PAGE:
Ending child marriage and child pregnancy


Child marriage and child pregnancy have been rising at an alarming rate in humanitarian settings. It is commonly understood that forced displacement can lead to increased rates of early and forced childhood marriage.

This is certainly the case for refugee girls living in Dzaleka camp where they face multiple barriers that prevent them from enjoying their rights and fulfil their full potential.  Dzaleka Camp is one of the place in Malawi facing the challenge of Child early and forced marriages and unwanted babies. Malawi’s restrictive policies on freedom of movement and the right to employment limits refugees’ opportunities to earn a living. Poverty drives many families to marry their daughters in exchange for a dowry as a way to cope with economic hardship. Likewise, Refugees in Dzaleka are currently getting 6 kgs of food monthly. The non-sufficient food is currently creating challenges.   Without any access to some source of income, refugee women, especially adolescent girls are even forced into unsafe prostitution to survive, which put them at great risk of HIV infection.

SOFERES believes this critical issue requires urgent action and an expanded focus to shift the negative trend and protect the lives of refugee girls in Dzaleka refugee Camp.

As we mark our 6th year of working for equality in the refugee context, here is what SOFERES is doing to address child marriage among girls affected by this humanitarian crisis.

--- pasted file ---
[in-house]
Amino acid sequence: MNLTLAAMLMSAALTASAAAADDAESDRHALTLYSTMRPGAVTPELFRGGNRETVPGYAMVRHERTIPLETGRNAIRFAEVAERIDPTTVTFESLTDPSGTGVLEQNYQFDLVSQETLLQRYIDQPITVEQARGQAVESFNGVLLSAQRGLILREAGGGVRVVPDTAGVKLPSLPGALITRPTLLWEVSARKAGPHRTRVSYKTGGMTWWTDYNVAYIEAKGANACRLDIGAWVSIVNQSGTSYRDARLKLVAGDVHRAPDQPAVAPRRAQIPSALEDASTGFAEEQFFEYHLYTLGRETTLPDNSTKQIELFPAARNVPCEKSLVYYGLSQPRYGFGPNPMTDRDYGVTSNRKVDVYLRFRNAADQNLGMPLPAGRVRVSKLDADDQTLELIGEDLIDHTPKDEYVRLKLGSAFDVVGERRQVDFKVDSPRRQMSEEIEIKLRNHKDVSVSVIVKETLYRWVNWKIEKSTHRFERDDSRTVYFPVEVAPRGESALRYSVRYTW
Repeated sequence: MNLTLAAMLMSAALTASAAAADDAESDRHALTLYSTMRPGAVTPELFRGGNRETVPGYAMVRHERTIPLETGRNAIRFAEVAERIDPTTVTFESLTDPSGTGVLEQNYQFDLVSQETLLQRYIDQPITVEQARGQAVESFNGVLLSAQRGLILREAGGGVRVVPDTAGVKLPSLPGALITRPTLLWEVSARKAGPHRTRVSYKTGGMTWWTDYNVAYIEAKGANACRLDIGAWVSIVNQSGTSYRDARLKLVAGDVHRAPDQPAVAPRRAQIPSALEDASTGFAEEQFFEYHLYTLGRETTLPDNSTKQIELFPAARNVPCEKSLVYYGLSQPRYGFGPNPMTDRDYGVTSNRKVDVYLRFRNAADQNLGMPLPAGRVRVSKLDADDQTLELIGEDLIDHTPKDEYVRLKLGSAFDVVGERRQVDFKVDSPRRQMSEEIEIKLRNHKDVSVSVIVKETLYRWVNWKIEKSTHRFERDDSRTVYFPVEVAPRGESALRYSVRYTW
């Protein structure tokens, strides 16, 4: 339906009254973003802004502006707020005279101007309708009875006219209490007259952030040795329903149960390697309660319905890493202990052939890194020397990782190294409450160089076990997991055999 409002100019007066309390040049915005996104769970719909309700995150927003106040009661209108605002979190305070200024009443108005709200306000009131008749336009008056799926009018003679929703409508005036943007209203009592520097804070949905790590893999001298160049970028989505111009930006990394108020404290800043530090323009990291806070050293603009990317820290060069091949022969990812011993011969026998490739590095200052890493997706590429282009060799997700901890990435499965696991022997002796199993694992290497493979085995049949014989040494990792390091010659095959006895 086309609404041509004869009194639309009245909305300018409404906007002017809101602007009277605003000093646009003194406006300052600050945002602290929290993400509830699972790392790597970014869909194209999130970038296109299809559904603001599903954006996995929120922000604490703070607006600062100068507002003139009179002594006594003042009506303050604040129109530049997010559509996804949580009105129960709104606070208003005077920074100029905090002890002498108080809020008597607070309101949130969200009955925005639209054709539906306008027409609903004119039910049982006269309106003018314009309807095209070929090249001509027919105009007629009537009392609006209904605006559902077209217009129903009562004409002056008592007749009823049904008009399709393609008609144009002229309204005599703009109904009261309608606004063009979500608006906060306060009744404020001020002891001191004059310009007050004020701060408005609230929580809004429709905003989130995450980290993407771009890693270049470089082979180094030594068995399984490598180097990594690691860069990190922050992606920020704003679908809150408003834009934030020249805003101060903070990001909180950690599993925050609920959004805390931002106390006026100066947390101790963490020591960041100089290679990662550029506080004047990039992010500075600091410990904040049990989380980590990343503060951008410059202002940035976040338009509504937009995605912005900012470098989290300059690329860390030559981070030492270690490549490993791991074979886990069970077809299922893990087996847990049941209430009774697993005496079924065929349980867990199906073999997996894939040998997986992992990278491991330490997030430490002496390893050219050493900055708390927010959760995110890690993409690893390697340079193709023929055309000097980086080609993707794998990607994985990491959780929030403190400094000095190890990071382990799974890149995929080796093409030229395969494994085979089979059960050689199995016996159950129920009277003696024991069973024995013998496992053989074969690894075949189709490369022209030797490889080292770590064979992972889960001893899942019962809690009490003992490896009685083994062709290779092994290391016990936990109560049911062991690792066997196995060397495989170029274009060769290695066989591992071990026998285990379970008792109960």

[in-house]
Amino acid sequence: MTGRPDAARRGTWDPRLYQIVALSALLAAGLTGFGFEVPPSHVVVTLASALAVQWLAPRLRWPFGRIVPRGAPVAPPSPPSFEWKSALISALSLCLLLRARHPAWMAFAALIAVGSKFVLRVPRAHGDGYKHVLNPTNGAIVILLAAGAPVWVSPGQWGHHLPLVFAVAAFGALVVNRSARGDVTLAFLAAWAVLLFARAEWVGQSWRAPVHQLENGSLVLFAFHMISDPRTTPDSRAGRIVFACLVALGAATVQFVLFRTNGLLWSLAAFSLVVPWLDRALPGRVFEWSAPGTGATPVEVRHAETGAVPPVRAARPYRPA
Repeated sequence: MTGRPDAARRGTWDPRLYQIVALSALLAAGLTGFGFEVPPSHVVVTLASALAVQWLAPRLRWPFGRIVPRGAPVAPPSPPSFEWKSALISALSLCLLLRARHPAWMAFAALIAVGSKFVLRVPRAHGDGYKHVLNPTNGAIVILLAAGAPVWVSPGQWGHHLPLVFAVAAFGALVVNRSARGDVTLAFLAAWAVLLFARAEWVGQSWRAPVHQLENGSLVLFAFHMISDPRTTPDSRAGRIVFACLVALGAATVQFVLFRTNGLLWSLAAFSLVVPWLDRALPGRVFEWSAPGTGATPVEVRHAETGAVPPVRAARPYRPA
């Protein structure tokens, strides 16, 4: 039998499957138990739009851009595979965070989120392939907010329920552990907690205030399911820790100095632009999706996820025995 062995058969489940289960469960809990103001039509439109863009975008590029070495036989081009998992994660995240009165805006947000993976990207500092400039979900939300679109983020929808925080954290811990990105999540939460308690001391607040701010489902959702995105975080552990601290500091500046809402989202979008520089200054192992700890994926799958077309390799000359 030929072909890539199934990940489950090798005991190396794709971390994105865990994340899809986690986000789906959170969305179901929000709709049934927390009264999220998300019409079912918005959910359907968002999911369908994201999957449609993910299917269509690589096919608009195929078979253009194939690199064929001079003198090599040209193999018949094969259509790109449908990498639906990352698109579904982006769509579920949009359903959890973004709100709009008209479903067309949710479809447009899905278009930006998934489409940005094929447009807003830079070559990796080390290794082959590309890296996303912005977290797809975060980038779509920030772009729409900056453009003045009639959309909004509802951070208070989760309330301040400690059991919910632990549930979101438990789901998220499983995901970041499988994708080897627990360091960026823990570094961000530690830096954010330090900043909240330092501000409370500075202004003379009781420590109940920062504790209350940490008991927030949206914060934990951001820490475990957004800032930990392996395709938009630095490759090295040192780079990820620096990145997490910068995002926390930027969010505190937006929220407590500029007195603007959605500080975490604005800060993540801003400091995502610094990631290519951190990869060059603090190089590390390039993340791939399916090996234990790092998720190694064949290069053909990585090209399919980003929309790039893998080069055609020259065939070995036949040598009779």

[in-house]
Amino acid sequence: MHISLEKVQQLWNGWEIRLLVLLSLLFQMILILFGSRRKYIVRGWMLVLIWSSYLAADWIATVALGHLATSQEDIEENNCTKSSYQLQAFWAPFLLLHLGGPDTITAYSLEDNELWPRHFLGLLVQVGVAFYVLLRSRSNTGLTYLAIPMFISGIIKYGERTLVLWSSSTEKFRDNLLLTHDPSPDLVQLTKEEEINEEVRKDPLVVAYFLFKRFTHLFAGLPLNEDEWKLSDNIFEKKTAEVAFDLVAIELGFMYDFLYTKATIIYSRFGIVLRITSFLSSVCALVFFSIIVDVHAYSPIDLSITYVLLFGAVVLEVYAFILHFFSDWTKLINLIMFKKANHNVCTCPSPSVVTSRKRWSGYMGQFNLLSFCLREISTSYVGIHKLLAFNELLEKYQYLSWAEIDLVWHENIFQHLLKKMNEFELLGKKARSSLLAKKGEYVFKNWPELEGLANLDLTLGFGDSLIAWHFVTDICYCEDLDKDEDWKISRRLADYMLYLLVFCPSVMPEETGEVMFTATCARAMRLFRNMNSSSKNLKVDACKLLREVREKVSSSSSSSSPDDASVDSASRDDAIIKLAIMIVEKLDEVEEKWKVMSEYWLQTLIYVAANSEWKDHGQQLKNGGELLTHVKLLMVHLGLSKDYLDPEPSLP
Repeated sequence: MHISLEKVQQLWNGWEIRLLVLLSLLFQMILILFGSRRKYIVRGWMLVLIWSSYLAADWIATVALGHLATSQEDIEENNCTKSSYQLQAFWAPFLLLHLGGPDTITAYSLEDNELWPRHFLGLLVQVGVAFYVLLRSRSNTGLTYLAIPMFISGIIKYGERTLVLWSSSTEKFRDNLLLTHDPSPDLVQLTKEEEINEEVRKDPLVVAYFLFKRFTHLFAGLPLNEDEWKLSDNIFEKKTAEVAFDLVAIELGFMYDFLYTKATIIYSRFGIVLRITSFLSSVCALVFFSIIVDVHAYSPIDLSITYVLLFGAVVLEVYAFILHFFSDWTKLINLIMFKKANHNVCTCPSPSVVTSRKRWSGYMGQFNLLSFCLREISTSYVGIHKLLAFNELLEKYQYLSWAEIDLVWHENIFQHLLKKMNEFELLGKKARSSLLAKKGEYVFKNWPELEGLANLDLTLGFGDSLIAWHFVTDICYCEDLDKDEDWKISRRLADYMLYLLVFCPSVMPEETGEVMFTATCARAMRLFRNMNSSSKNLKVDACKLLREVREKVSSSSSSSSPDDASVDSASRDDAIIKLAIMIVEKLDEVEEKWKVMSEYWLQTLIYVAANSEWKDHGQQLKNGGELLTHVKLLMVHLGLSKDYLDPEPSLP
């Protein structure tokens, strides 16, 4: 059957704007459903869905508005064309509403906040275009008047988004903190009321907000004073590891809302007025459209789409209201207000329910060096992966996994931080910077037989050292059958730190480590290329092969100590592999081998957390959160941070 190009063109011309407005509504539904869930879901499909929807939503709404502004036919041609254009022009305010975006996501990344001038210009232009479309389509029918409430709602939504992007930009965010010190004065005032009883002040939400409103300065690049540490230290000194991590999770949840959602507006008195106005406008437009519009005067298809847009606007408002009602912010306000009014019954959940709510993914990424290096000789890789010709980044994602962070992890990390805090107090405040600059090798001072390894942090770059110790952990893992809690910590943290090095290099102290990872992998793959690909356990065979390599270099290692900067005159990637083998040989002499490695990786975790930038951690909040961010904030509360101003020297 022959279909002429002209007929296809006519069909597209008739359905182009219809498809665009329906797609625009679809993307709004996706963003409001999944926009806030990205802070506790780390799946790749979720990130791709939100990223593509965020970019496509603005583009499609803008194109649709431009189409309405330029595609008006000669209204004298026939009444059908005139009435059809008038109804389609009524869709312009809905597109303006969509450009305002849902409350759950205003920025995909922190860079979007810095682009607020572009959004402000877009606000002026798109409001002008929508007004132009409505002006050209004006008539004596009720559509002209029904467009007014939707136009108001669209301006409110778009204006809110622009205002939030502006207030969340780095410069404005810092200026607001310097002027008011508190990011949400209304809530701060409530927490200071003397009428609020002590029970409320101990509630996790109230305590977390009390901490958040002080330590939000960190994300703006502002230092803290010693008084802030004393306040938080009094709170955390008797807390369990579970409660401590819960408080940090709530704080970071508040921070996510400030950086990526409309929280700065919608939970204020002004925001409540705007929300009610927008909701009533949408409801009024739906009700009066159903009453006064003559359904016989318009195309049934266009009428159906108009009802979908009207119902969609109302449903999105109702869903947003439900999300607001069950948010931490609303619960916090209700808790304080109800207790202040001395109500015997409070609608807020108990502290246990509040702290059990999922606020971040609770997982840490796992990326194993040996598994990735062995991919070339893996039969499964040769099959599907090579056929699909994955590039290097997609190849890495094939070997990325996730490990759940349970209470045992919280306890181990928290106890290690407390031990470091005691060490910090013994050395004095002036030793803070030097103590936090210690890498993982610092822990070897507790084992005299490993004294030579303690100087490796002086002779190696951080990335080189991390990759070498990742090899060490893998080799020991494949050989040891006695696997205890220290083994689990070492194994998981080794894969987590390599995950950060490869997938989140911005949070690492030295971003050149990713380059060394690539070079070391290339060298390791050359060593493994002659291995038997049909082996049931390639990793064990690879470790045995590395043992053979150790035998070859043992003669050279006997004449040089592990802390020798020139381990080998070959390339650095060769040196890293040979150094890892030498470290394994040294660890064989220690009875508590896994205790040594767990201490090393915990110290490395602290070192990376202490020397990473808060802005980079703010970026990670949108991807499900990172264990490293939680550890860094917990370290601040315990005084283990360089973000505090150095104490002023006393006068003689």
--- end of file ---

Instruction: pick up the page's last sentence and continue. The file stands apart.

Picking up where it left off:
1. Hosting community and family dialogues, to mediate and discuss incentives to oppose child marriage.
  2. Training community peer-educators on girls’ rights, girl child early and forced marriage, reproductive health issues and establishing Girls Not Brides Clubs that continue to campaign against girl child marriage in the entire schools and communities.
  3. Providing sanitary products, education and support to manage menstrual health for schoolgirls.
  4. Providing scholastic materials such as books, pens, bags, pencils for schoolgirls at risk of child marriage.
  5. Providing vocational and business training skills for out-of-school girls, so that they can earn an independent living.
  6. Educating communities and working with law enforcement to enforce existing laws.
  7. Developing a network of leaders and school official to identify vulnerable girls.